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AbstractThis study focuses on the modeling of the power

electronic inverter of an active magnetic bearing flywheel
(AMB-flywheel) energy storage system using a
Hammerstein-Wiener (HW) nonlinear identification model. In
order to verify the effect of the HW modeling, we use two standard
nonlinear models (saturation and deadzone models) and compare
their functioning with that of the estimated model of HW. Our
simulation results show that the HW system identification model
can realize the output target with 97% accuracy for saturation and
deadzone characteristics. The power electronic inverter system
uses a three-phase inverter connected to the induction motor of
AMB-flywheel system. We evaluate the inverter based on using a
nonlinear HW type identification mathematical model, and we
present the nonlinear simulation results in this paper.

Index TermsNonlinear system identification, Hammerstein-
Wiener, AMB-flywheel, Inverter
NERGY storage in electric vehicles (EVs) is currently
accomplished using chemical batteries; most commonly
used battery is the Li-ion Battery [1-2]. The flywheel energy
storage system has been considered an alternative technology
for EV power supply. By virtue of their facilitating high
ratational dynamics, durability, and relatively high efficiency,
active magnetic bearing flywheel (AMB-flywheel) energy
storage systems are well suited for use as energy storage systems
to improve the quality of electric power delivered to the EV.
When used in EVs, the AMB-flywheel energy-storage
system, which can be delivered and charged to large power
values via an appropriate power converter system, is limited
only by the rating of the motor/generator. In this configuration,
the design of charging circuit of the AMB-flywheel is
constrained mainly by the energy storage system efficiency. The
performance of the AMB-flywheel energy storage system is
directly affected by the quality of its power supply system.
From the current literature, it can be observed that the linear
time-invariant models, which are currently used standardized
theories of the approximation and linearization method of linear
systems, are similar to those used to analyze the power supply
inverter circuit. The typical modeling methods comprise the
switching state-space averaging method, circuit-average

Manuscript received October 12, 2012
Y. He is with the Department of Electronics and Mechanical Engineering,
Chiba University, Chiba, Japan(
K. Nonami is with the Department of Electronics and Mechanical
Engineering, Chiba University, Chiba, Japan(
method, the average large-signal model and the generalized
state-space averaging method [3].
In general power electronic systems include a high-order,
strong nonlinearity, and high-frequency characteristics; hence,
the approximation and linearization method cannot accurately
express the dynamic behavior of the circuit between operation
cycles. Thus, the estimation of an accurate nonlinear model by
directly using the relationship between the input and output
data, not only in theory, but also in practical application, control
theory will be of immense value in improving the efficiency of
power electronic systems. We call this nonlinear black box
system identification model of the system [4].
In control engineering, system identification has been
extensively studied for several decades, and has been proposed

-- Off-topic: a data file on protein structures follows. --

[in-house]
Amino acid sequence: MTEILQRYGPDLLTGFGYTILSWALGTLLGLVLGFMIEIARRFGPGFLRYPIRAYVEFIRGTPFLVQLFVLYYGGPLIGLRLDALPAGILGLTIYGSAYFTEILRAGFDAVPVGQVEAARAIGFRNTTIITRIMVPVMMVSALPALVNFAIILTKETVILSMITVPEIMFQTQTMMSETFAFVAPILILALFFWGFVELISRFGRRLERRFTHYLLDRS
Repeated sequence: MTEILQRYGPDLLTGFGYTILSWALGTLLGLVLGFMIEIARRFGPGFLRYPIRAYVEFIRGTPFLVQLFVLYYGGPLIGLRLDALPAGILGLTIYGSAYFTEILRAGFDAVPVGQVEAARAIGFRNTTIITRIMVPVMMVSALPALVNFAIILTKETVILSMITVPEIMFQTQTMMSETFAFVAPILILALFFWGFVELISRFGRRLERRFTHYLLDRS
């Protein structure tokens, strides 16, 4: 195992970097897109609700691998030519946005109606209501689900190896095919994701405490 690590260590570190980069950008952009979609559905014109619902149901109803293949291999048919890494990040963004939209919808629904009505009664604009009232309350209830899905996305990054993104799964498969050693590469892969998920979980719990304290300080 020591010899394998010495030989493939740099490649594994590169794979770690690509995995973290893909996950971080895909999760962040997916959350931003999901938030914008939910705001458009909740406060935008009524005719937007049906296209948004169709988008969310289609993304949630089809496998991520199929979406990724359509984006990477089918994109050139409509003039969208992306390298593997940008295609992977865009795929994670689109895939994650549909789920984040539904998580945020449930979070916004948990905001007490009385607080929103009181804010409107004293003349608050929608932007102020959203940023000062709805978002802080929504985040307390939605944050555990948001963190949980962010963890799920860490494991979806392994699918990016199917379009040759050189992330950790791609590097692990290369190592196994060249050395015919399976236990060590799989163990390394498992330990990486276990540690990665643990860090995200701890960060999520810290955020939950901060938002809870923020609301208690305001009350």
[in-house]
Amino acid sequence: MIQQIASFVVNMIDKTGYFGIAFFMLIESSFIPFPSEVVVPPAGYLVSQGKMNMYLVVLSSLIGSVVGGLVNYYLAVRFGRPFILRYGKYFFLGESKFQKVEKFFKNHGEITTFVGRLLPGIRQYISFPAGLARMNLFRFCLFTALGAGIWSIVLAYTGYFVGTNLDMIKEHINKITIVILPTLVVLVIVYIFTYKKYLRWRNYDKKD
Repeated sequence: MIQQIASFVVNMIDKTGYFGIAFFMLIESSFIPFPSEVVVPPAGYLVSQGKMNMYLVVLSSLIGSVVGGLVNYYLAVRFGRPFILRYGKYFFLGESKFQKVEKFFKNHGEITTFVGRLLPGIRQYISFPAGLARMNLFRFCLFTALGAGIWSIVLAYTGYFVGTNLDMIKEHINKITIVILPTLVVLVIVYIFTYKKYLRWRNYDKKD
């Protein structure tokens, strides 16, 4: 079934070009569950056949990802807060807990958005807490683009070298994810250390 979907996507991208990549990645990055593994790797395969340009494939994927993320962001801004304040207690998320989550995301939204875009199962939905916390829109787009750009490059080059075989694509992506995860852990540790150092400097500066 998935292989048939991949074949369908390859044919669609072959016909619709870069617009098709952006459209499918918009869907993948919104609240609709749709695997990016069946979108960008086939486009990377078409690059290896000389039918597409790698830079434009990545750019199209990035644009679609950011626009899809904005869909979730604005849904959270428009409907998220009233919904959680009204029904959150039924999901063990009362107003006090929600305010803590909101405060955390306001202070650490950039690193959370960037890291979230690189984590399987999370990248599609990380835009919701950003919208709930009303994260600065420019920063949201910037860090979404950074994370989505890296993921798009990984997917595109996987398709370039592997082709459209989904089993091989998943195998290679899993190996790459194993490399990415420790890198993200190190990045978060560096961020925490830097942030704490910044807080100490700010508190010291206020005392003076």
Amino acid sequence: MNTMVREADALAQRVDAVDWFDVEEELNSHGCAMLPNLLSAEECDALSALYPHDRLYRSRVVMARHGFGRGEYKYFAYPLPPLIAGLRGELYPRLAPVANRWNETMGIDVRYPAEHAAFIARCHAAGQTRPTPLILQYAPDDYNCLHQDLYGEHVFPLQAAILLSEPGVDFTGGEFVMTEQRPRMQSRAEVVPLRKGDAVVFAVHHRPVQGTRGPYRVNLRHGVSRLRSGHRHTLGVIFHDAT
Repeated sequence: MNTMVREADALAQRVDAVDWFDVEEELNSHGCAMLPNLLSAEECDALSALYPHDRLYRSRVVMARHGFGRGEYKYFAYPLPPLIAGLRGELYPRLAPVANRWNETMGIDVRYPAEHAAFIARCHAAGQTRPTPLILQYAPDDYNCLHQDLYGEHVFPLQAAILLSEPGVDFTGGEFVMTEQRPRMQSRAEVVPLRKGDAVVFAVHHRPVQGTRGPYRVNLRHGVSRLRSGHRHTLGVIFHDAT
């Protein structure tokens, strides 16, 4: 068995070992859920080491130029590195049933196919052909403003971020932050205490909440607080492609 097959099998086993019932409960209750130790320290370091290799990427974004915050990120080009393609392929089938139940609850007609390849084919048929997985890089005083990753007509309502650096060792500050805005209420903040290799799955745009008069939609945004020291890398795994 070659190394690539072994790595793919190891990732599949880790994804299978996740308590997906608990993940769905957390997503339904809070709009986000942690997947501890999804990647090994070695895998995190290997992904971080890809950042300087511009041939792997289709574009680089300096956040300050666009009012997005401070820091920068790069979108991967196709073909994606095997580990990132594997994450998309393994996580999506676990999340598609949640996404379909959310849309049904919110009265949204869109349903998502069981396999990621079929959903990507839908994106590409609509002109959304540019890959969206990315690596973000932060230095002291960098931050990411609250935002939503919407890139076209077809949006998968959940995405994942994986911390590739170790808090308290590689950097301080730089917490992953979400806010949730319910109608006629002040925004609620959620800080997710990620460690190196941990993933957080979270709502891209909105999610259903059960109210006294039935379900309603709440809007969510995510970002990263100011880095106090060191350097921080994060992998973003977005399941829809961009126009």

a variety of different identification methods. All the methods
proposed embark on the same goal of improving and enhancing
systems design by obtaining an improved mathematical model.
System identification using the Hammerstein-wiener (HW)
model has been the focus of active research for many years. In
this study, we propose the application of the HW model is
proposed to the AMB-Flywheel charging inverter system.
The paper is organized as follows. Section 2 describes the
main components of the AMB-Flywheel energy storage system.
An analysis of the nonlinear characteristics of the HW model is
presented in Section3. Section 4 explains the mathematical
models of the deadzone and saturation functions and the
nonlinear system identification approach of the power supply
inverter system. Experimental results and comparative
performance evaluations are provided in Section 5. Further, we
discuss the strengths, limitations and potential applications of
the proposed design.
An AMB-Flywheel energy storage system (FESS), is an
electronic and mechanical device that stores electrical energy as
the kinetic energy of the flywheel and provides electric power
supply to connected electronic equipment such as the motor of
an EV. The energy storage system is one of the most critical
components in the development of energy-efficient EVs.
Fig.1 shows the EV-FESS assembly. The figure shows the
Nonlinear Model Identification for Inverter of
AMB-Flywheel System
Yong He, Kenzo Nonami
Cyber Journals: Multidisciplinary Journals in Science and Technology, Journal of Selected Areas in Mechatronics (JMTC), September Edition, 2012


Fig. 1. AMB-FESS for EV Architecture
scale-modeled version of the laboratory test EV bench. The test
EV bench has a modular structure that enables the study of
different charge/discharge unit (CDU) topologies.
In this system, the electrical energy received from the DC
input of the battery to the EV motor is switched to providing
power from the battery to the FESS. After charging the FESS,
the FESS begins supplying electric energy from the flywheel to
the load.
An induction motor is used as the motor for AMB-Flywheel.
A three-phase power electronic inverter system that includes
exhibits strong nonlinear behavior is connected with the
induction motor; therefore, in this study, we use nonlinear
system identification for the AMB-Flywheel power converter
system. The flywheel is directly coupled to 2.2KVA induction
motor with 2 pole pairs. As the energy stored in the inertial
storage system is directly proportional to the square speed of the
wheel, it is not meaningful to consider lowering the speed.
There are four main parts in the bench: DC battery, motor
control unit (MCU), charging and discharging unit (CDU),
III. Hammerstein-Wiener Model